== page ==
Scenic Drives

Regional Passes Challenge Information

NAUDE’S NEK – The highest mountain pass in South Africa.

JOUBERT’S PASS – The third highest mountain pass in South Africa.

VOLUNTEERSHOEK – Up to Tiffindell Ski Resort and the highest point in the Cape.

CARLISLESHOEK – …And down the other side to the historical Rhodes Village

LUNDEAN’S NEK– A scenic route to the Lesotho border post at Telebridge.

BASTERVOETPAD – Challenging driving and incredible views of the valleys below.

BARKLY PASS – The only tarred pass – but the views are worth it!

OTTO DU PLESSIS – A wild and unspoiled pass with excellent birding.

KARRINGMELKSPRUIT – Tar, between Lady Grey and New England turnoff on the R58.

KRAAI RIVER – Tar, between the New England turnoff and Barkly East.

OLD KRAAI RIVER PASS & LOCH BRIDGE – On the Barkly East to New England/Wartrail Road.

ESPACHSBERG – Very rough, between the R393 and R396.


Naudes’s Nek – Maclear to Rhodes

With a summit of over 2,920m above sea level, Naudés Nek Pass is the highest dirt road in South Africa. Connecting Maclear with historical Rhodes this pass is based on the route taken by the intrepid Naudé brothers in the 1890s. Following the path that their horses instinctively took they carved out the route with picks and shovels. Today the road is more usually travelled in a comfortable 4×4 vehicle, but it still presents a challenge, particularly in winter when heavy snowfalls are common. Local advice regarding weather and road conditions should be heeded before attempting this spectacular pass.

Carlisleshoek Pass -Rhodes to Tiffindell Ski Resort


In years gone by, in order to reach farms on the plateau by vehicle, the only option was to go up the Naudesnek Pass and then immediately before the descent begins turn off and follow the road parallel to the escarpment to the Cairntoul Police Station. In more recent years, the Tenahead Mountain Lodge was established along this road +-4km from the turn-off. From there, the route continues more or less along the contour heading west towards Ben McDhui on the slopes of which the Tiffindell Ski Resort was established in the early 90s. This was a long and time consuming drive so the authorities were prevailed upon to construct the Carlisleshoek Pass that was completed in the 1980s.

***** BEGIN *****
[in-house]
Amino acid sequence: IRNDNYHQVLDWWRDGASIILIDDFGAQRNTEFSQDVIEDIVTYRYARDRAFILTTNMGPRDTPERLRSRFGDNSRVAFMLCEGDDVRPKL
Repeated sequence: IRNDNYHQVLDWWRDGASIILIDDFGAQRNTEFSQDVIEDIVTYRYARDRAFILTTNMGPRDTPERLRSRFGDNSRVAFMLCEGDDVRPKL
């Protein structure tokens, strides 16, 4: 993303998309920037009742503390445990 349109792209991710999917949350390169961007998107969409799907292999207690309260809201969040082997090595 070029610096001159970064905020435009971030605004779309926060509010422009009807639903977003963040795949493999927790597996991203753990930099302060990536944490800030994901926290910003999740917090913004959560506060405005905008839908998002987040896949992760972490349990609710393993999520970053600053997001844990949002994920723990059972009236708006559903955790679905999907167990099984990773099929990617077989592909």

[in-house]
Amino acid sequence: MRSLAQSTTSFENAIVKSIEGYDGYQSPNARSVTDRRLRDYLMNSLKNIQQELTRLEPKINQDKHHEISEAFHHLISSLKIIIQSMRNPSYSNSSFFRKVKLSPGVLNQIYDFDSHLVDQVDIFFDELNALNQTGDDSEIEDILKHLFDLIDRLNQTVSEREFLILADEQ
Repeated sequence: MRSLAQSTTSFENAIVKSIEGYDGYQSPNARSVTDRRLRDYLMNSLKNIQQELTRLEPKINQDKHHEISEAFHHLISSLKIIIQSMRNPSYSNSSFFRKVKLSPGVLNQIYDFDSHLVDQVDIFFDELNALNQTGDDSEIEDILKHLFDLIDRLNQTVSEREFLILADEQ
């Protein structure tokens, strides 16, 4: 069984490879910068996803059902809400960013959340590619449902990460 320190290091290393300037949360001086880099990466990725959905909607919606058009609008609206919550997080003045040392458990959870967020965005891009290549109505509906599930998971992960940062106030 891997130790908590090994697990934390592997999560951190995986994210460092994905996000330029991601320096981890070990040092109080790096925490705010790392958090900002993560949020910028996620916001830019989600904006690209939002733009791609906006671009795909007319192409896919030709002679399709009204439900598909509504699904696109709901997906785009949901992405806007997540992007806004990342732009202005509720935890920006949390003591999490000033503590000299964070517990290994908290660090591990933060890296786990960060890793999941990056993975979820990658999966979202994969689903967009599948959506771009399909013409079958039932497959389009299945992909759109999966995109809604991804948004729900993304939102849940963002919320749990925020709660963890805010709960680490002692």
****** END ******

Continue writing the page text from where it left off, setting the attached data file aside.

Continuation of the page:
The valley had been named after a leading light in the farming community generations ago by the name of Carlisle whose home farm was Elibank which the road transects en route to the pass. Born in Grahamstown, Eastern Cape, South Africa on 5 Jul 1838 to John Carlisle and Catherine Philipps. John Henry Philipps Carlisle b5 married Emma Mary Heathcote and had 2 children. He passed away on 1 DEC 1899 in Elibank, Barkly East, Drakensberg District, Eastern Cape, South Africa. Ref:


At the time, it merely followed a route from a turnoff 1km from Rhodes where it leaves the R396 to the Naudesnek Pass. After crossing the Bell River and the Carlisleshoekspruit several more times, it continues along the Carlisleshoek valley floor. Eventually at the end of the valley, the route that was used to gain access to farms on the plateau either on foot or on horseback begins the ascent. For this reason, it has several sharp corners as animals and herders have a far shorter turning circle than do vehicles. This was apparently the most cost effective option but which is unfortunate for the simple reason that had the route been properly surveyed and consequently better planned, it may well have been more expensive but which would certainly have avoided the steep climbs by using a more gradual ascent. On the other hand, the “planned ascent” approach would have deprived current users of the challenges in making use of the pass!


The gravel-surfaced road has five distinct stages, the first meandering long the valley floor, the second a short but steep climb with two switchbacks, the third along a contour gouged out of the mountainside, the fourth the notorious concrete section where the second steep climb begins and has three sharp corners after which the last sharp corner appears, the concrete ends and the fifth section begins where the road emerges from the gorge onto the plateau from where it meanders in the general direction of Ben McDhui, at 3001m, the highest peak in all of the provinces except for those in KZN/Lesotho border and one in the Free State.


What is deemed to be the Grandfather of mountain bike races was the Rhodes Challenge.  It was organised by the late Sam Hallatt and first pedalled in 1994. The race route was circular out to Naudesnek Pass, across towards Ben McDhui and returning via the Carlisleshoek Pass, an 84km monster with a cumulative climb of 855m and the highest point being 2673m above sea-level. As part of the then-Mazda Series, its popularity soared to the extent that the highest number of participants peaked at 600 riders. On the descent down the pass, entrants would pedal their way down, allegedly reaching speeds of up to 60km/hour! Definitely not for the faint-hearted and with immense faith in one’s bicycle and riding skill!


As with the Baster Voetpad Pass, traces of Quaternary periglacial conditions have also been found in the Carlisleshoek valley at 2225m above sea-level.


The Quaternary Period is divided into two epochs: the Pleistocene (2.588 million years ago to 11.7 thousand years ago) and the Holocene (11.7 thousand years ago to today).[2] The informal term "Late Quaternary" refers to the past 0.5–1.0 million years.[“     from Wikipedia